The governor was responding to questions on the criticisms made by the United States, European Union and the United Kingdom on the credibility of the election following President Muhammadu Buhari’s controversial suspension of the Chief Justice of Nigeria, Justice Walter Onnoghen.
El-Rufai, who is a staunch supporter of Buhari and a major critique of Onnoghen, said, “Those that are calling for anyone to come and intervene in Nigeria, we are waiting for the person that would come and intervene, they would go back in body bags.”
The governor admitted that Nigeria played a role in the elections in Liberia and Sierra Leone many years ago, but added that it was done in collaboration with the international community and for the enthronement of democracy.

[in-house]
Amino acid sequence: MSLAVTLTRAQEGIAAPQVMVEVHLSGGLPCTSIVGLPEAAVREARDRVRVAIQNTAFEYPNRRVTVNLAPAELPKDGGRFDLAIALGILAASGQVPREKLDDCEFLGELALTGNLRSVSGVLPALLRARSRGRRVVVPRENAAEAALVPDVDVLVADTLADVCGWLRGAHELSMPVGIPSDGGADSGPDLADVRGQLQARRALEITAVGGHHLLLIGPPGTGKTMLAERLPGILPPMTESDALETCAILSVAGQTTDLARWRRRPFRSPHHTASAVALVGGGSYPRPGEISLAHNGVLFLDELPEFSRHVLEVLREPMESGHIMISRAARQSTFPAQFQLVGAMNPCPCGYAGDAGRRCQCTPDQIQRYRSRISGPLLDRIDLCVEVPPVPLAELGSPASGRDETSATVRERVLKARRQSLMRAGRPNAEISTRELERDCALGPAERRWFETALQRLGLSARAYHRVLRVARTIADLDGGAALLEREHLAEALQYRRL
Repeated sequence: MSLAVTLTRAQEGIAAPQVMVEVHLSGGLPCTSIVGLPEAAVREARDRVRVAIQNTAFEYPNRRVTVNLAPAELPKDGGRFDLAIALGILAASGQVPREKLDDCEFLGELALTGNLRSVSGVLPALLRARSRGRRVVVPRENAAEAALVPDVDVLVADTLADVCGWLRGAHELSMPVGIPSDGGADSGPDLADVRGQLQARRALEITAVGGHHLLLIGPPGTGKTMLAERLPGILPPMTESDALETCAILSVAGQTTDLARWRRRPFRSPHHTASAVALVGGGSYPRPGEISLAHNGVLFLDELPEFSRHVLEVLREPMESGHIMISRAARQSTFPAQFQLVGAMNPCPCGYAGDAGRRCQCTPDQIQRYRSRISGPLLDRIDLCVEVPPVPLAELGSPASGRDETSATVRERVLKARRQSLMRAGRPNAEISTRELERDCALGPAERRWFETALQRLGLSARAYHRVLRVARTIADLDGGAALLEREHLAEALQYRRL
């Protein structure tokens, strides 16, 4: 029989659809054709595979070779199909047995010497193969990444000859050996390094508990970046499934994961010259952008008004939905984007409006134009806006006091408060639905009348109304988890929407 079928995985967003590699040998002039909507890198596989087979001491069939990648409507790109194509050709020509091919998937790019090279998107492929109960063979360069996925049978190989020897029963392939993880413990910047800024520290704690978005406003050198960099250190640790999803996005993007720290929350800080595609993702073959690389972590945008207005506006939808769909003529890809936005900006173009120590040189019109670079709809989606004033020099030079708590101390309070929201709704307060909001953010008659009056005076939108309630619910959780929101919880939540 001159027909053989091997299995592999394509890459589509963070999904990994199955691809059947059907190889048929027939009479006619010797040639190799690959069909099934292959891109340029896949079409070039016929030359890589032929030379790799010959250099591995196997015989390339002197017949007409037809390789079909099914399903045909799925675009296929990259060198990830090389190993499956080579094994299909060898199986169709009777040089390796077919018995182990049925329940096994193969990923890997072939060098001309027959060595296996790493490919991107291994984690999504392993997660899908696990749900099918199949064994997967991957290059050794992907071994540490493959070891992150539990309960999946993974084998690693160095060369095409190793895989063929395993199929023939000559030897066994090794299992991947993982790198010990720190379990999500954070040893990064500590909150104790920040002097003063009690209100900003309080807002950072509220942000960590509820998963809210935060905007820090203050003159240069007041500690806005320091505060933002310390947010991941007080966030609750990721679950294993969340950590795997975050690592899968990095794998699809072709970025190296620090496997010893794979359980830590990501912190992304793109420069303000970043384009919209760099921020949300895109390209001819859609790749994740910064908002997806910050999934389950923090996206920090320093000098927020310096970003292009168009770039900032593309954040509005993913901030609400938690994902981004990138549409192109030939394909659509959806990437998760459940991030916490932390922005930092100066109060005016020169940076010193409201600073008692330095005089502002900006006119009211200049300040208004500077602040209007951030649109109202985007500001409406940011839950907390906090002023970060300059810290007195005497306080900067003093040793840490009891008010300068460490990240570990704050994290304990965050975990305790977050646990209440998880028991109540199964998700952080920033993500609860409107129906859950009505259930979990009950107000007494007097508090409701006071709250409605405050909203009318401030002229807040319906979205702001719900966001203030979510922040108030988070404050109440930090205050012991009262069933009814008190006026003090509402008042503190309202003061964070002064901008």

He said the foreign countries criticising Nigeria did not become stable democracies overnight but were given the opportunity to grow at their own pace without any interference.
El-Rufai added, “Nobody will come to Nigeria and tell us how to run our country. We have got our independence and we are trying to run our country as decently as possible and we know the history of those countries that are trying to teach us.
“We know their history, we also know their own stages of development and they went through these challenges. So, please, let us work together, let us challenge one another, but don’t lecture us.”
The Peoples Democratic Party had, last week, called on western powers to ensure that elections are free and fair, adding that the ruling All Progressives Congress was planning to rig the polls.
The US and the UK had, a few weeks ago, threatened to place a visa ban on any Nigerian politician who rigs elections or promotes violence.